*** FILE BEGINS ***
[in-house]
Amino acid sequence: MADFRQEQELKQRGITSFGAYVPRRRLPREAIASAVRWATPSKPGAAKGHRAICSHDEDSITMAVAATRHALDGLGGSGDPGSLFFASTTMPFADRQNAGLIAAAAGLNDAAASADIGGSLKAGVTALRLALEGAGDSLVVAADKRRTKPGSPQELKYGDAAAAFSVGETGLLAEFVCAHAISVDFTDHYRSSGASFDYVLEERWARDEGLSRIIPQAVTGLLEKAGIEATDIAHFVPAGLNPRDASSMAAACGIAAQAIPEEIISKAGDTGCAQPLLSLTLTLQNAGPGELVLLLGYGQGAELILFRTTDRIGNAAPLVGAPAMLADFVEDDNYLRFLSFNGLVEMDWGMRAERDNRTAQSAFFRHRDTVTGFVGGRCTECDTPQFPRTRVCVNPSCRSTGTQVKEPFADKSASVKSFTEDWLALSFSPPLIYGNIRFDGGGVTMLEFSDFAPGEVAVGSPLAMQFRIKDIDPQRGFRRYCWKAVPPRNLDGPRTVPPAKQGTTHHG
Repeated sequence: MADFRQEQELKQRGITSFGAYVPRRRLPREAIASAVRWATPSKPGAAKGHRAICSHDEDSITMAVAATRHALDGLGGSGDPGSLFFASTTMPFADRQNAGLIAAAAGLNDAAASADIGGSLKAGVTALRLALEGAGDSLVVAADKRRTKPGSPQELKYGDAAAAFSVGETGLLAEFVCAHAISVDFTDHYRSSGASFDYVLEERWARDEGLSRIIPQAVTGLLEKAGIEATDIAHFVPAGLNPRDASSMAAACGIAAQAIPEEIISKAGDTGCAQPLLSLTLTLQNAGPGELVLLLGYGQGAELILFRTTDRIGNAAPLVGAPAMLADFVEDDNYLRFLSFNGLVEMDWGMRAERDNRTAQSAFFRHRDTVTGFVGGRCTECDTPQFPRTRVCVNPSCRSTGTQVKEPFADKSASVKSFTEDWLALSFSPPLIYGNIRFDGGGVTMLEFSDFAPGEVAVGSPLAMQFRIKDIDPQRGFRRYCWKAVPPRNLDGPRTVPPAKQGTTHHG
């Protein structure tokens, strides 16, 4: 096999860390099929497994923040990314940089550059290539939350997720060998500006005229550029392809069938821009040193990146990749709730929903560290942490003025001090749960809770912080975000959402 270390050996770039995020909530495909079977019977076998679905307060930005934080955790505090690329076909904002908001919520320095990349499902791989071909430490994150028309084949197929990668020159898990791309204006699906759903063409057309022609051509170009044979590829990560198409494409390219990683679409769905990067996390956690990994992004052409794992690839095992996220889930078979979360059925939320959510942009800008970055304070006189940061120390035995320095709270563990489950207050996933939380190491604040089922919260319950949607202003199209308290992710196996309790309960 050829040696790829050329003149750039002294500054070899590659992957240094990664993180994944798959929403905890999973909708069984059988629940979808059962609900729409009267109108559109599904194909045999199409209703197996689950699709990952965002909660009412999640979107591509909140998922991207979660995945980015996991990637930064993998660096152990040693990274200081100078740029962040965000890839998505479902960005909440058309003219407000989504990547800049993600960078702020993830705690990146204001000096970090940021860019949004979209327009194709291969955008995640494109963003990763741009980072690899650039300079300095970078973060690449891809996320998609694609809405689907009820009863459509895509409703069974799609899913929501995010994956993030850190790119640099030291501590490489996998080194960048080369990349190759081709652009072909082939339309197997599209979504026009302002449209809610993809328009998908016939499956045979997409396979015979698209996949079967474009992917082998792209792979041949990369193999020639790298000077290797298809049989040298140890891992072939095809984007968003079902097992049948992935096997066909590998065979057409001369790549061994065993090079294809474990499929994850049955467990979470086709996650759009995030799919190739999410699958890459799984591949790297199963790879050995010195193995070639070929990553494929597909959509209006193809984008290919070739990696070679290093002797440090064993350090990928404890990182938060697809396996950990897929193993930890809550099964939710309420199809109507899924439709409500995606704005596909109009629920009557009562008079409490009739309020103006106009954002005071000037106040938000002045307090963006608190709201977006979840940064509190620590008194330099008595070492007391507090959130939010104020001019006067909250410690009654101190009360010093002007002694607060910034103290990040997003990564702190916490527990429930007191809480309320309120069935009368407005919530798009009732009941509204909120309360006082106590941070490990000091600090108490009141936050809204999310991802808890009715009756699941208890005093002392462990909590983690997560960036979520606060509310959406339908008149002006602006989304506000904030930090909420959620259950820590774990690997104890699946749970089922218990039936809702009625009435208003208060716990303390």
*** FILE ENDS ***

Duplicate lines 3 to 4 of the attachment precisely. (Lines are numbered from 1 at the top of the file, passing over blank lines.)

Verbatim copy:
Repeated sequence: MADFRQEQELKQRGITSFGAYVPRRRLPREAIASAVRWATPSKPGAAKGHRAICSHDEDSITMAVAATRHALDGLGGSGDPGSLFFASTTMPFADRQNAGLIAAAAGLNDAAASADIGGSLKAGVTALRLALEGAGDSLVVAADKRRTKPGSPQELKYGDAAAAFSVGETGLLAEFVCAHAISVDFTDHYRSSGASFDYVLEERWARDEGLSRIIPQAVTGLLEKAGIEATDIAHFVPAGLNPRDASSMAAACGIAAQAIPEEIISKAGDTGCAQPLLSLTLTLQNAGPGELVLLLGYGQGAELILFRTTDRIGNAAPLVGAPAMLADFVEDDNYLRFLSFNGLVEMDWGMRAERDNRTAQSAFFRHRDTVTGFVGGRCTECDTPQFPRTRVCVNPSCRSTGTQVKEPFADKSASVKSFTEDWLALSFSPPLIYGNIRFDGGGVTMLEFSDFAPGEVAVGSPLAMQFRIKDIDPQRGFRRYCWKAVPPRNLDGPRTVPPAKQGTTHHG
């Protein structure tokens, strides 16, 4: 096999860390099929497994923040990314940089550059290539939350997720060998500006005229550029392809069938821009040193990146990749709730929903560290942490003025001090749960809770912080975000959402 270390050996770039995020909530495909079977019977076998679905307060930005934080955790505090690329076909904002908001919520320095990349499902791989071909430490994150028309084949197929990668020159898990791309204006699906759903063409057309022609051509170009044979590829990560198409494409390219990683679409769905990067996390956690990994992004052409794992690839095992996220889930078979979360059925939320959510942009800008970055304070006189940061120390035995320095709270563990489950207050996933939380190491604040089922919260319950949607202003199209308290992710196996309790309960 050829040696790829050329003149750039002294500054070899590659992957240094990664993180994944798959929403905890999973909708069984059988629940979808059962609900729409009267109108559109599904194909045999199409209703197996689950699709990952965002909660009412999640979107591509909140998922991207979660995945980015996991990637930064993998660096152990040693990274200081100078740029962040965000890839998505479902960005909440058309003219407000989504990547800049993600960078702020993830705690990146204001000096970090940021860019949004979209327009194709291969955008995640494109963003990763741009980072690899650039300079300095970078973060690449891809996320998609694609809405689907009820009863459509895509409703069974799609899913929501995010994956993030850190790119640099030291501590490489996998080194960048080369990349190759081709652009072909082939339309197997599209979504026009302002449209809610993809328009998908016939499956045979997409396979015979698209996949079967474009992917082998792209792979041949990369193999020639790298000077290797298809049989040298140890891992072939095809984007968003079902097992049948992935096997066909590998065979057409001369790549061994065993090079294809474990499929994850049955467990979470086709996650759009995030799919190739999410699958890459799984591949790297199963790879050995010195193995070639070929990553494929597909959509209006193809984008290919070739990696070679290093002797440090064993350090990928404890990182938060697809396996950990897929193993930890809550099964939710309420199809109507899924439709409500995606704005596909109009629920009557009562008079409490009739309020103006106009954002005071000037106040938000002045307090963006608190709201977006979840940064509190620590008194330099008595070492007391507090959130939010104020001019006067909250410690009654101190009360010093002007002694607060910034103290990040997003990564702190916490527990429930007191809480309320309120069935009368407005919530798009009732009941509204909120309360006082106590941070490990000091600090108490009141936050809204999310991802808890009715009756699941208890005093002392462990909590983690997560960036979520606060509310959406339908008149002006602006989304506000904030930090909420959620259950820590774990690997104890699946749970089922218990039936809702009625009435208003208060716990303390």